The UK’s subsea sector hopes to reap rewards from some of the young talent on show at an event in Aberdeen yesterday.
Fifty youngsters took part in the first UK-wide subsea Stem (science, technology, engineering and mathematics) Challenge final.
Led and organised by industry body Subsea UK and supported by the Smallpeice Trust, which encourages young people to develop an interest in Stem subjects, the contest saw five schools battle to build and test the best floating wind turbine.
Helston Community College (Cornwall), St Andrew’s RC Secondary (Glasgow), Portsmouth Grammar School, Newcastle’s Royal Grammar School and Sutton Grammar School all took part in the event at Aberdeen Science Centre with Newcastle pipping the rest to the title. Each finalist had been given a “think kit” by the Smallpeice Trust, with all the tools needed to build their turbine.
They installed their models in a test tank before moving on to BP North Sea headquarters at Dyce, where they gave presentations to a judging panel of industry experts from Oceaneering, SMD and Saab.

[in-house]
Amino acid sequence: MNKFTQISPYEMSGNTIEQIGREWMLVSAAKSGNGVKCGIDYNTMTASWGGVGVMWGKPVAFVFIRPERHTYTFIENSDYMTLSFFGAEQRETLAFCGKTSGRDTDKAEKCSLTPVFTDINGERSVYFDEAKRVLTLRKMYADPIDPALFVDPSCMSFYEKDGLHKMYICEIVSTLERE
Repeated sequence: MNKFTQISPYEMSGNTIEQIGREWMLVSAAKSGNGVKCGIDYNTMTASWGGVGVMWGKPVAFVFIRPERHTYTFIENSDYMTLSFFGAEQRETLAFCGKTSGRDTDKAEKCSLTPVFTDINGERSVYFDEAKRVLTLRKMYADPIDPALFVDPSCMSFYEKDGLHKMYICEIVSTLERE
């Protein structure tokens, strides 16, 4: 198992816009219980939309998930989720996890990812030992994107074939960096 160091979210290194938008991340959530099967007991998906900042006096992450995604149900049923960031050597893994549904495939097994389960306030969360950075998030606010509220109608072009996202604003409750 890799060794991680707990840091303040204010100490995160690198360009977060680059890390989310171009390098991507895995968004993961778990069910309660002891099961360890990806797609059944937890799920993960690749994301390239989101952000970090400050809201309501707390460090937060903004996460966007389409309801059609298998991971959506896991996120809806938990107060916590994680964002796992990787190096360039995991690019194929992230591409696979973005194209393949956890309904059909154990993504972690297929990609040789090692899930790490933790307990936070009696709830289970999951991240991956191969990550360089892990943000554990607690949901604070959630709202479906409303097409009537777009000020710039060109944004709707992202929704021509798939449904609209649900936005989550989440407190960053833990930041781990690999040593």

Teams were then graded on the amount of electricity produced by their turbines, how well they kept afloat and on their knowledge of the subsea sector.
Subsea UK operations manager Trish Banks said: “We’ve been overwhelmed by the enthusiasm of the students who took part.
“We’re hopeful the pupils embraced the opportunity to work directly with industry figures.”
Subsea UK chief executive Neil Gordon said: “We have, hopefully, inspired those who weren’t aware of the opportunities the industry could offer that a career in subsea is exciting, rewarding and diverse.
“It’s all about showcasing underwater engineering, and championing the work being done in subsea so young people can see a future in working below water.”